For the interview series, I thought it might be fun not only to speak with fellow members to learn more about each other, but also to reach out to those out there who are currently engaged in Sherlockian endeavors that would interest the John H Watson Society.
John Longenbaugh is popular writer and director here in Seattle. He’s well-known amongst local Sherlockians for his presence in the Sound of the Baskervilles, his participation in Sherlock Seattle, and also for his lovely 2010 yuletide play “Sherlock Holmes and the Case of the Christmas Carol.” He is currently working with a creative team to create an audio series that is sure to be of interest to us Watsonians, so I contacted him to talk about his new project: BRASS
To start us off, John, may you give us an idea of what BRASS is about?
BRASS is the story of a family of science geniuses living in a Victorian England that’s significantly different from our own. Each member of the Brass family is extraordinary in a different way. Lord Brass is an inventor and master tactician, his wife a Sherlock-level detective, his daughter Gwendolyn a mistress of disguise, and his son Cyril a formidable martial artist. Due to changes in history, the 1885 that they inhabit is filled with all sorts of strange technology, including airships, Babbage engines (mechanical computers), aetherial batteries and other unlikely innovations. It’s an adventurous and extremely optimistic world, and they are the chief agents of the Crown, leading them to be known as “The First Family of the Realm.”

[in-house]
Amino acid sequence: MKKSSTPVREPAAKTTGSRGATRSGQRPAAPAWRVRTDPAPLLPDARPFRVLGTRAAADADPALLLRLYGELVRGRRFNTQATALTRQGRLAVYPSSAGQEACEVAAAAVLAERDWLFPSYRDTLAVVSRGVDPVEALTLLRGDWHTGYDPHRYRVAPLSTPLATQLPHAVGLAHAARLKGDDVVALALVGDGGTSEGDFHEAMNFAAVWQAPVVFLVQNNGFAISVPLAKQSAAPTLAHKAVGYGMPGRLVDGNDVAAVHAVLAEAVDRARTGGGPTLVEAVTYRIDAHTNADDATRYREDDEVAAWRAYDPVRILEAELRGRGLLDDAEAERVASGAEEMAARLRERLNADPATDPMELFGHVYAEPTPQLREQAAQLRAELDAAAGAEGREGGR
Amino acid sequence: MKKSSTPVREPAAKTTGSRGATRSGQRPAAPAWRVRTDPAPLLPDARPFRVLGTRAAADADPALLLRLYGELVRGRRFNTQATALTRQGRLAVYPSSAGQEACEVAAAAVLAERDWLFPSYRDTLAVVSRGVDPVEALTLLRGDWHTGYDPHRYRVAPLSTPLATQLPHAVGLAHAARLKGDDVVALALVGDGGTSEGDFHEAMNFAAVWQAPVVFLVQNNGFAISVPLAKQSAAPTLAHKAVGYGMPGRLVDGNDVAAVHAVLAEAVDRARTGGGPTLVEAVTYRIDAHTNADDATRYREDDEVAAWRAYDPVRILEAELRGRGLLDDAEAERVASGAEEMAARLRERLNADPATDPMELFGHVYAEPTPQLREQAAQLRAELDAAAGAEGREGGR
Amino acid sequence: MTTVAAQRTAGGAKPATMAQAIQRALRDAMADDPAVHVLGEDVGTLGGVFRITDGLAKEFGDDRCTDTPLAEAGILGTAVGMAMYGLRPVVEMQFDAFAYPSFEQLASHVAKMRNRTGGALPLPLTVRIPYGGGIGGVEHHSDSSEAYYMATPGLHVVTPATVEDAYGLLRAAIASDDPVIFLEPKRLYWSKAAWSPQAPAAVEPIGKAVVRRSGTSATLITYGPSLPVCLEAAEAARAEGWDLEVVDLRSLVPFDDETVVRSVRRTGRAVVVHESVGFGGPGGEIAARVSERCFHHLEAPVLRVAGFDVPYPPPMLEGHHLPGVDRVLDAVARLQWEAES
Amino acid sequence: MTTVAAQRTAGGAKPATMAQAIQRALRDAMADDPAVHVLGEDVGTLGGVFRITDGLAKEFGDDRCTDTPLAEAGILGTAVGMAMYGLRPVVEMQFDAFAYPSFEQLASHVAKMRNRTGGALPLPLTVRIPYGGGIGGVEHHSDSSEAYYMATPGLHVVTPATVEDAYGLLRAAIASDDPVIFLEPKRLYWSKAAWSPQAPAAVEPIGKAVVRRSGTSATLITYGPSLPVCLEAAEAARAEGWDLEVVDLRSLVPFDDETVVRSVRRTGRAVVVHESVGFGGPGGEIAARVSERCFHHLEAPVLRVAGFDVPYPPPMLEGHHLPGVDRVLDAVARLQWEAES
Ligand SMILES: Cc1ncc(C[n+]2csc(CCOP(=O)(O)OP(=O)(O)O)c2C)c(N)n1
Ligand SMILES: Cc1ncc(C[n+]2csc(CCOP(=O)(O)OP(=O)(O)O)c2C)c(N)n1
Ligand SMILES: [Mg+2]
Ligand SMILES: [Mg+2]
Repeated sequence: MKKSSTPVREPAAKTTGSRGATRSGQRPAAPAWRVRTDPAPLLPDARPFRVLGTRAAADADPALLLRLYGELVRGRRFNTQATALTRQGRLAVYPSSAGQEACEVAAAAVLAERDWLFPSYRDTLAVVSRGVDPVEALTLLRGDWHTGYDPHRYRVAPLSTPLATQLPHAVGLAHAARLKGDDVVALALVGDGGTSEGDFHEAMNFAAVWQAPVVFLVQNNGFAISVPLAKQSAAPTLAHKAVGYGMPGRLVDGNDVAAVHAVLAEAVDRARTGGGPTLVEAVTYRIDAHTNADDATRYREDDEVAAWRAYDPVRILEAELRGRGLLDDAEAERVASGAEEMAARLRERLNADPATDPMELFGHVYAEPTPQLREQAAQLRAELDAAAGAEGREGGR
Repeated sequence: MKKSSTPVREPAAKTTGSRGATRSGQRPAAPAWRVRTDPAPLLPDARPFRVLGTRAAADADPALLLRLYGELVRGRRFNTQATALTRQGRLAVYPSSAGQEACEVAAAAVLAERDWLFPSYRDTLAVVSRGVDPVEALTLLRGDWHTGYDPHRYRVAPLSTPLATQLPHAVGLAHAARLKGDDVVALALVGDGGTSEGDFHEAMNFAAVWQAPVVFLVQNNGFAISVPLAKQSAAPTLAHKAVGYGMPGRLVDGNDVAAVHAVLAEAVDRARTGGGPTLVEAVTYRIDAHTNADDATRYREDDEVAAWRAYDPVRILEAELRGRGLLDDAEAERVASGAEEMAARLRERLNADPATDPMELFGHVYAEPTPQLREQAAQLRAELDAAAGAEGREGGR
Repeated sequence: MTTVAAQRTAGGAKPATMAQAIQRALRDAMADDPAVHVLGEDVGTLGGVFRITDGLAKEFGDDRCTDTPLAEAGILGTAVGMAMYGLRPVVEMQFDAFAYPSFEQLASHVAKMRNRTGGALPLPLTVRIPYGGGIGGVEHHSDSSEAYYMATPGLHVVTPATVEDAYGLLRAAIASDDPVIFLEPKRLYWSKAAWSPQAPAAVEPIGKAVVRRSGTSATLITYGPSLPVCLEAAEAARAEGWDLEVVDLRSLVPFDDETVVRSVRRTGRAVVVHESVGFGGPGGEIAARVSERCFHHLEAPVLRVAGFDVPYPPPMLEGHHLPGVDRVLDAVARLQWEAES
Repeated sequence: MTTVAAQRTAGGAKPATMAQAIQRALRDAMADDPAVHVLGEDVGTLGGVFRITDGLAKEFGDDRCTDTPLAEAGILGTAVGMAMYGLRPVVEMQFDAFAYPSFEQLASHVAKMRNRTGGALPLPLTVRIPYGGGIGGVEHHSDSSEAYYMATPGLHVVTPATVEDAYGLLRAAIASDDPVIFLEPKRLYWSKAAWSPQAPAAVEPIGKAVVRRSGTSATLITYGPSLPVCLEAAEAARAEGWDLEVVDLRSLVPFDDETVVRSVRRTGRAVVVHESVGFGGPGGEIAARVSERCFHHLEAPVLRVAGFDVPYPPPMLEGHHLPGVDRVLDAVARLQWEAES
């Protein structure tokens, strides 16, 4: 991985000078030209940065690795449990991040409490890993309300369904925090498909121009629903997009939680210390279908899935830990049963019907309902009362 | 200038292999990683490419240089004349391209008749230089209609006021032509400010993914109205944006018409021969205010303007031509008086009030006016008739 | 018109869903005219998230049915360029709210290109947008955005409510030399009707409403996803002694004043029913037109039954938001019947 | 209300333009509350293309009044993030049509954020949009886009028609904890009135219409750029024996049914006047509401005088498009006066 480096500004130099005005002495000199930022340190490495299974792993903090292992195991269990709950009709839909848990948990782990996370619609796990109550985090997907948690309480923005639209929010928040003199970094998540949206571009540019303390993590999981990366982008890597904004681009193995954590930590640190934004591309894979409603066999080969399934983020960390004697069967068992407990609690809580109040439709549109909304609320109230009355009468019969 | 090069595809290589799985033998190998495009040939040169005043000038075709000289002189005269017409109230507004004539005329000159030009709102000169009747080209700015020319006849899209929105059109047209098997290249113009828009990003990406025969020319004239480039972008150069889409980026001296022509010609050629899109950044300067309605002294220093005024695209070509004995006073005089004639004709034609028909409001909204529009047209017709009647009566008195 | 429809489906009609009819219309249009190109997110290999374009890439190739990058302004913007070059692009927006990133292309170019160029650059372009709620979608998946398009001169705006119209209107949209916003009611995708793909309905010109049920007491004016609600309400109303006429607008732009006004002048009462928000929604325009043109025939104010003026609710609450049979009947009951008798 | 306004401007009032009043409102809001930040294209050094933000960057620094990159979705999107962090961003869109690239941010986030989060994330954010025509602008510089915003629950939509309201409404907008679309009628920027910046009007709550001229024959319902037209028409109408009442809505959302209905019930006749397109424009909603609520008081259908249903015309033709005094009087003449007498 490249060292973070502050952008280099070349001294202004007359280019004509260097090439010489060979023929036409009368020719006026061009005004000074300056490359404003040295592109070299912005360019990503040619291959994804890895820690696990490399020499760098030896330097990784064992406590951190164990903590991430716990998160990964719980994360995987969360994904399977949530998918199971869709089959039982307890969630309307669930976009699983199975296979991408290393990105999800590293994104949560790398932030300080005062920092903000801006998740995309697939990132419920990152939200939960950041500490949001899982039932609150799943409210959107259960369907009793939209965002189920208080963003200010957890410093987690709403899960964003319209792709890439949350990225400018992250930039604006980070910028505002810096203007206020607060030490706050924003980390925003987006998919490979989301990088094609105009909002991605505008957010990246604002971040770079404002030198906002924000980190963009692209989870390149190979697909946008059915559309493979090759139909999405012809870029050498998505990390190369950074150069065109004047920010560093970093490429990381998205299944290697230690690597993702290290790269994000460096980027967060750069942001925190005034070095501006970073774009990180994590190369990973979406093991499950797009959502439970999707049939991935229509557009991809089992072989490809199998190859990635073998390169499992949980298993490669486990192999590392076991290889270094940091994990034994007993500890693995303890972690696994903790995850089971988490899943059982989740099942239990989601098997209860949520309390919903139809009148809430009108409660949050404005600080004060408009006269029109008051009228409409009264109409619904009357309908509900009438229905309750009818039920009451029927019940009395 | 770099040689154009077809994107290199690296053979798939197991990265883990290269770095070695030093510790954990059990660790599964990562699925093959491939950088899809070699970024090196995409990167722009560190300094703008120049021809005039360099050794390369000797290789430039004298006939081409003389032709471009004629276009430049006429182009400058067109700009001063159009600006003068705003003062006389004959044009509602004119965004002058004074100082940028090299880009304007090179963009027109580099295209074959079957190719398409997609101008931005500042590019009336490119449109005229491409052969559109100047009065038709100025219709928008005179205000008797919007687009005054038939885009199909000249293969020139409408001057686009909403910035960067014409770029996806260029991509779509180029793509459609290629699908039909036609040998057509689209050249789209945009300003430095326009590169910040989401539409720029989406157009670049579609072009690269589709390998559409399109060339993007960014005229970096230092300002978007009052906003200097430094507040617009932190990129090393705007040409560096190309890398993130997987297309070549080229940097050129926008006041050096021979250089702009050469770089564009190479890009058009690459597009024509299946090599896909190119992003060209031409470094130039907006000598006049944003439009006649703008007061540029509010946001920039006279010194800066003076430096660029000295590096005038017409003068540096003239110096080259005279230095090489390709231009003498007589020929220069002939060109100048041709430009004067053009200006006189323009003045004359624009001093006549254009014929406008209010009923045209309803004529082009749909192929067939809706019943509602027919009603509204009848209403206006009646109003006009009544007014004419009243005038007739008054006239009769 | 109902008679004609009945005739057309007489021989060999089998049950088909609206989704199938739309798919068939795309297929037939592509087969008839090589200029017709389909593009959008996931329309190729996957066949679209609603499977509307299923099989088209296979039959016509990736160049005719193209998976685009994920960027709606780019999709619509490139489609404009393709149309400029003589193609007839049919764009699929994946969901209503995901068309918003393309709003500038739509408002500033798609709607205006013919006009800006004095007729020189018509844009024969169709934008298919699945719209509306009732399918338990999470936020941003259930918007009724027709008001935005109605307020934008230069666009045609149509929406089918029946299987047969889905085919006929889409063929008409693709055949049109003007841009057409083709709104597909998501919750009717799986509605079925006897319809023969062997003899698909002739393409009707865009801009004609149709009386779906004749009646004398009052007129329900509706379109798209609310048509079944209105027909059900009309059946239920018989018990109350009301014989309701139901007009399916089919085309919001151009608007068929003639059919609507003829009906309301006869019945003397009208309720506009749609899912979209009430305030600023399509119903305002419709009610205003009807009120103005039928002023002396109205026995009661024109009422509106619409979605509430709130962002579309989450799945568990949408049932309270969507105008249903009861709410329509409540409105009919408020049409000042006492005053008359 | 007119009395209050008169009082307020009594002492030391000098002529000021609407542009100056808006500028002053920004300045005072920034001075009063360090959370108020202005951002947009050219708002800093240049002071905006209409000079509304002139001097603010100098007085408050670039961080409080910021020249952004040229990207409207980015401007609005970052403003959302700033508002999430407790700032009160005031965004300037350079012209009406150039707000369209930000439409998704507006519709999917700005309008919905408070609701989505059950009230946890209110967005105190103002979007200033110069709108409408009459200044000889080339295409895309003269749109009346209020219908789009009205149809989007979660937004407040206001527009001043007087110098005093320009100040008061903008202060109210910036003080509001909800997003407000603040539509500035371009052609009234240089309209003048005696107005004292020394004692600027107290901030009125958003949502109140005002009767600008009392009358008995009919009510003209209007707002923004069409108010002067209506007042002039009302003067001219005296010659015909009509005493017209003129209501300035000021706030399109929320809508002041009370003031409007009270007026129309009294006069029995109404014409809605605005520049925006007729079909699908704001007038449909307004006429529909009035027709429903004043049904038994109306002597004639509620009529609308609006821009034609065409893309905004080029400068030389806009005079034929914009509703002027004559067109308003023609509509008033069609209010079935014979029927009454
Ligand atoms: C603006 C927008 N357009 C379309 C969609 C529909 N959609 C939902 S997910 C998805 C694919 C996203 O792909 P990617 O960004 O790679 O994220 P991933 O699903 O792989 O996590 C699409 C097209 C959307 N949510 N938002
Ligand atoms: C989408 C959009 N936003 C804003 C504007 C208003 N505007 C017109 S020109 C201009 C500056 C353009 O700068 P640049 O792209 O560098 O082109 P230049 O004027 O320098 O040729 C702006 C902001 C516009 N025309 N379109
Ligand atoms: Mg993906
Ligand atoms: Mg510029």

In what ways do you feel this series shall strongly appeal to Watsonians?
Every good Victorian adventure, I believe, needs a Great Detective, because no matter how much value you might place in your trusty service revolver ultimately you need more than pluck and derring-do to uncover your villain’s plots. I thought it’d be fun to have a Sherlockian character who was not only a woman, but whose natural anti-social tendencies are balanced by an entire family of Watsons, as it were. Given the absence of her children and husband, Lady Madelyn Brass might indeed have become a “high functioning sociopath,” and as it is her intellect often frightens her family. But her powers of ratiocination and deduction are channeled to complement the formidable yet different intellects around her.
There’s also the matter of a certain other “Great Detective,” who Lady Brass never mentions by name but has been known to call a “hawk nosed poseur.” I think it’s fun to imagine the frustration of the various “rivals of Sherlock Holmes” in a London where due to the writings of John H. Watson there’s one sleuth who has a supreme reputation.
Can you tell us a bit about the cast and crew behind BRASS?
BRASS is being produced by Battleground Productions. My two co-producers are Katherine Grant-Suttie and Ron RIchardson, who like me wear many creative hats. Because they’re also both actors and because I’m wily, they’re also playing the parts of Gwendolyn and Lord Brass. The actors who fill out the parts of the Brass family are Kate Kraay as Lady Brass and Jeremy Adams as Cyril, both experienced Seattle actors who have already turned in great performances for the audio series. Other actors featured on the audio series include Phillip Keiman, Tadd Morgan, Nancy Frye, Margaret Bicknell and Matt Middleton. Seattle audiences who saw my play “Sherlock Holmes and the Case of the Christmas Carol” will be gleeful to hear that Terry Edward Moore, who played Sherlock in that play, is also featured in the cast of BRASS.